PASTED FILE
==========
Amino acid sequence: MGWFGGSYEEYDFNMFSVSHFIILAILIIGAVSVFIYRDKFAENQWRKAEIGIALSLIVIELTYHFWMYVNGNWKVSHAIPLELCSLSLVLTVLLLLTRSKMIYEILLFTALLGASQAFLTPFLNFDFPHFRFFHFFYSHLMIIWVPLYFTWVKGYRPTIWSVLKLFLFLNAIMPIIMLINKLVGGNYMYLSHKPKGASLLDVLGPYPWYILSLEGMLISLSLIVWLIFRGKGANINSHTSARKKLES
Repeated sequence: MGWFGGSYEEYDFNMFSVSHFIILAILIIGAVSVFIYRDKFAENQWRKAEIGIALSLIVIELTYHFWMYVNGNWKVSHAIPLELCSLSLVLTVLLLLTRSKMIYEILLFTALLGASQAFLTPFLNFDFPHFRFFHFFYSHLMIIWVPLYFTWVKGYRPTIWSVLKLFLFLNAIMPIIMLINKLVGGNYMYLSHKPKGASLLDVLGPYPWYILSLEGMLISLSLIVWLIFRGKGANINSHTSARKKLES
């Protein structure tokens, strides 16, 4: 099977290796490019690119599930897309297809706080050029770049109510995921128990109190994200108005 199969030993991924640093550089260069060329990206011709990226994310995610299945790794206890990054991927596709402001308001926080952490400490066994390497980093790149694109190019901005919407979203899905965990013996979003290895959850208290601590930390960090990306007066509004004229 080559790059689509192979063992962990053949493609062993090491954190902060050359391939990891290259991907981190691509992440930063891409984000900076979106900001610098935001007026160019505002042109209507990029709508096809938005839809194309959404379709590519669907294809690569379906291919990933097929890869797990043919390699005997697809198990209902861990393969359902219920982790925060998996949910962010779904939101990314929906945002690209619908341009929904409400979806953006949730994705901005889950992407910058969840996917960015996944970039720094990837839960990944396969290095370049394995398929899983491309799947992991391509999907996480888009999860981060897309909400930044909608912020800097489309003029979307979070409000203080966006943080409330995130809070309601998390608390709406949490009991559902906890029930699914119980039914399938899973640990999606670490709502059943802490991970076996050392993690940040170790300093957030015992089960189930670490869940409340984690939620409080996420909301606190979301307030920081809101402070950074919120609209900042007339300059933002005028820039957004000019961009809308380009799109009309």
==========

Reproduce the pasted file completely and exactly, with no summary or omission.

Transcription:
Amino acid sequence: MGWFGGSYEEYDFNMFSVSHFIILAILIIGAVSVFIYRDKFAENQWRKAEIGIALSLIVIELTYHFWMYVNGNWKVSHAIPLELCSLSLVLTVLLLLTRSKMIYEILLFTALLGASQAFLTPFLNFDFPHFRFFHFFYSHLMIIWVPLYFTWVKGYRPTIWSVLKLFLFLNAIMPIIMLINKLVGGNYMYLSHKPKGASLLDVLGPYPWYILSLEGMLISLSLIVWLIFRGKGANINSHTSARKKLES
Repeated sequence: MGWFGGSYEEYDFNMFSVSHFIILAILIIGAVSVFIYRDKFAENQWRKAEIGIALSLIVIELTYHFWMYVNGNWKVSHAIPLELCSLSLVLTVLLLLTRSKMIYEILLFTALLGASQAFLTPFLNFDFPHFRFFHFFYSHLMIIWVPLYFTWVKGYRPTIWSVLKLFLFLNAIMPIIMLINKLVGGNYMYLSHKPKGASLLDVLGPYPWYILSLEGMLISLSLIVWLIFRGKGANINSHTSARKKLES
């Protein structure tokens, strides 16, 4: 099977290796490019690119599930897309297809706080050029770049109510995921128990109190994200108005 199969030993991924640093550089260069060329990206011709990226994310995610299945790794206890990054991927596709402001308001926080952490400490066994390497980093790149694109190019901005919407979203899905965990013996979003290895959850208290601590930390960090990306007066509004004229 080559790059689509192979063992962990053949493609062993090491954190902060050359391939990891290259991907981190691509992440930063891409984000900076979106900001610098935001007026160019505002042109209507990029709508096809938005839809194309959404379709590519669907294809690569379906291919990933097929890869797990043919390699005997697809198990209902861990393969359902219920982790925060998996949910962010779904939101990314929906945002690209619908341009929904409400979806953006949730994705901005889950992407910058969840996917960015996944970039720094990837839960990944396969290095370049394995398929899983491309799947992991391509999907996480888009999860981060897309909400930044909608912020800097489309003029979307979070409000203080966006943080409330995130809070309601998390608390709406949490009991559902906890029930699914119980039914399938899973640990999606670490709502059943802490991970076996050392993690940040170790300093957030015992089960189930670490869940409340984690939620409080996420909301606190979301307030920081809101402070950074919120609209900042007339300059933002005028820039957004000019961009809308380009799109009309």